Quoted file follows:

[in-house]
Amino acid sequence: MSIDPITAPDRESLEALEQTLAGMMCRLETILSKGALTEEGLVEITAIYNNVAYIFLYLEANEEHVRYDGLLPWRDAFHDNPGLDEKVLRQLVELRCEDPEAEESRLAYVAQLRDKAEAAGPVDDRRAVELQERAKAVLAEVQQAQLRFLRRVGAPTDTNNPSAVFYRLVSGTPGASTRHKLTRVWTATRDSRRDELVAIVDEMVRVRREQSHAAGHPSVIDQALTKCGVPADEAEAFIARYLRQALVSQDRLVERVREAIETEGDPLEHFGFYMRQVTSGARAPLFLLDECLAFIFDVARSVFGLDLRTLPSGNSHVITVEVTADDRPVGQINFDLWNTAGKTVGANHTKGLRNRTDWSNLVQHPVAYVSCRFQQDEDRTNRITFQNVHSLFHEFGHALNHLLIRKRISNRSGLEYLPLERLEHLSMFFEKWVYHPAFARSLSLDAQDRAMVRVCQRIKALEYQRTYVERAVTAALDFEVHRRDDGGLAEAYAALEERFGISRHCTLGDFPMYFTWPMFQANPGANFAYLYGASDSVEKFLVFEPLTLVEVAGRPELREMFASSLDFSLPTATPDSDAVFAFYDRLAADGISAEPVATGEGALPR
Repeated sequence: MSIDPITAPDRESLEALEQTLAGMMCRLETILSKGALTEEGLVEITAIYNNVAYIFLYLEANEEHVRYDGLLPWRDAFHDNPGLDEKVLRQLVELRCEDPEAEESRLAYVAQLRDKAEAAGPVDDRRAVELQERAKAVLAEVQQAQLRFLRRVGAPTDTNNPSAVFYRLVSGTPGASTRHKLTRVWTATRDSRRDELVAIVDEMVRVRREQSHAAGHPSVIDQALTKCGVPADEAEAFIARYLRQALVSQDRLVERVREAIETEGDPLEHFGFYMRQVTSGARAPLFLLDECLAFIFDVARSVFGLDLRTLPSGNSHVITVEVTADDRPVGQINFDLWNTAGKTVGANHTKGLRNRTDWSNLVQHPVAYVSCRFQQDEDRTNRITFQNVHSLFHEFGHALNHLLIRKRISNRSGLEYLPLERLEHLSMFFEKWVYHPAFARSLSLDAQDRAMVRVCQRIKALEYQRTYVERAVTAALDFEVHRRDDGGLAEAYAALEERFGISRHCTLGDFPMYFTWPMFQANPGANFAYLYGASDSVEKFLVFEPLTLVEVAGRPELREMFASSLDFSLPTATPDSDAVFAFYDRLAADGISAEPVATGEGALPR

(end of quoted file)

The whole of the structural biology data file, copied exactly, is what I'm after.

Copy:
[in-house]
Amino acid sequence: MSIDPITAPDRESLEALEQTLAGMMCRLETILSKGALTEEGLVEITAIYNNVAYIFLYLEANEEHVRYDGLLPWRDAFHDNPGLDEKVLRQLVELRCEDPEAEESRLAYVAQLRDKAEAAGPVDDRRAVELQERAKAVLAEVQQAQLRFLRRVGAPTDTNNPSAVFYRLVSGTPGASTRHKLTRVWTATRDSRRDELVAIVDEMVRVRREQSHAAGHPSVIDQALTKCGVPADEAEAFIARYLRQALVSQDRLVERVREAIETEGDPLEHFGFYMRQVTSGARAPLFLLDECLAFIFDVARSVFGLDLRTLPSGNSHVITVEVTADDRPVGQINFDLWNTAGKTVGANHTKGLRNRTDWSNLVQHPVAYVSCRFQQDEDRTNRITFQNVHSLFHEFGHALNHLLIRKRISNRSGLEYLPLERLEHLSMFFEKWVYHPAFARSLSLDAQDRAMVRVCQRIKALEYQRTYVERAVTAALDFEVHRRDDGGLAEAYAALEERFGISRHCTLGDFPMYFTWPMFQANPGANFAYLYGASDSVEKFLVFEPLTLVEVAGRPELREMFASSLDFSLPTATPDSDAVFAFYDRLAADGISAEPVATGEGALPR
Repeated sequence: MSIDPITAPDRESLEALEQTLAGMMCRLETILSKGALTEEGLVEITAIYNNVAYIFLYLEANEEHVRYDGLLPWRDAFHDNPGLDEKVLRQLVELRCEDPEAEESRLAYVAQLRDKAEAAGPVDDRRAVELQERAKAVLAEVQQAQLRFLRRVGAPTDTNNPSAVFYRLVSGTPGASTRHKLTRVWTATRDSRRDELVAIVDEMVRVRREQSHAAGHPSVIDQALTKCGVPADEAEAFIARYLRQALVSQDRLVERVREAIETEGDPLEHFGFYMRQVTSGARAPLFLLDECLAFIFDVARSVFGLDLRTLPSGNSHVITVEVTADDRPVGQINFDLWNTAGKTVGANHTKGLRNRTDWSNLVQHPVAYVSCRFQQDEDRTNRITFQNVHSLFHEFGHALNHLLIRKRISNRSGLEYLPLERLEHLSMFFEKWVYHPAFARSLSLDAQDRAMVRVCQRIKALEYQRTYVERAVTAALDFEVHRRDDGGLAEAYAALEERFGISRHCTLGDFPMYFTWPMFQANPGANFAYLYGASDSVEKFLVFEPLTLVEVAGRPELREMFASSLDFSLPTATPDSDAVFAFYDRLAADGISAEPVATGEGALPR